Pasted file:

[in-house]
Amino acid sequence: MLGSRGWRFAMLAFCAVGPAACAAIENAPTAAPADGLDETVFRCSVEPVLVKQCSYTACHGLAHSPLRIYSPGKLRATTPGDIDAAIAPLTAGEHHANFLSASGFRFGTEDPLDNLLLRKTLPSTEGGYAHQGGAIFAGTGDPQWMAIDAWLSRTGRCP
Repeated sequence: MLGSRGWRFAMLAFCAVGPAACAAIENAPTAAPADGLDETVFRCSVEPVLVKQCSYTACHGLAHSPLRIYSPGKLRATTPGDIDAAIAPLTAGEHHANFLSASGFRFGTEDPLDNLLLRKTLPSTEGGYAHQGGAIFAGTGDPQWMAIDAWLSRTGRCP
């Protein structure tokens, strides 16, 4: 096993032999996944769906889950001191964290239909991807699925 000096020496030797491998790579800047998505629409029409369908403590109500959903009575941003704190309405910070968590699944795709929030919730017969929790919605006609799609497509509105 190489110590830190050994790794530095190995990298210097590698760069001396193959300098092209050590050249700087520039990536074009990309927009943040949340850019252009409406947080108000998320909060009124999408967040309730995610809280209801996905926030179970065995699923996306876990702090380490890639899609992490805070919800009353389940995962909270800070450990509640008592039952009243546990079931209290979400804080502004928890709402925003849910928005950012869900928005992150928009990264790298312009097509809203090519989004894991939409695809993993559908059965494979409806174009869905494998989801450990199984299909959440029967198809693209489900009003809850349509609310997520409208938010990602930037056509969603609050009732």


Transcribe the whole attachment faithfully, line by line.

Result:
[in-house]
Amino acid sequence: MLGSRGWRFAMLAFCAVGPAACAAIENAPTAAPADGLDETVFRCSVEPVLVKQCSYTACHGLAHSPLRIYSPGKLRATTPGDIDAAIAPLTAGEHHANFLSASGFRFGTEDPLDNLLLRKTLPSTEGGYAHQGGAIFAGTGDPQWMAIDAWLSRTGRCP
Repeated sequence: MLGSRGWRFAMLAFCAVGPAACAAIENAPTAAPADGLDETVFRCSVEPVLVKQCSYTACHGLAHSPLRIYSPGKLRATTPGDIDAAIAPLTAGEHHANFLSASGFRFGTEDPLDNLLLRKTLPSTEGGYAHQGGAIFAGTGDPQWMAIDAWLSRTGRCP
């Protein structure tokens, strides 16, 4: 096993032999996944769906889950001191964290239909991807699925 000096020496030797491998790579800047998505629409029409369908403590109500959903009575941003704190309405910070968590699944795709929030919730017969929790919605006609799609497509509105 190489110590830190050994790794530095190995990298210097590698760069001396193959300098092209050590050249700087520039990536074009990309927009943040949340850019252009409406947080108000998320909060009124999408967040309730995610809280209801996905926030179970065995699923996306876990702090380490890639899609992490805070919800009353389940995962909270800070450990509640008592039952009243546990079931209290979400804080502004928890709402925003849910928005950012869900928005992150928009990264790298312009097509809203090519989004894991939409695809993993559908059965494979409806174009869905494998989801450990199984299909959440029967198809693209489900009003809850349509609310997520409208938010990602930037056509969603609050009732």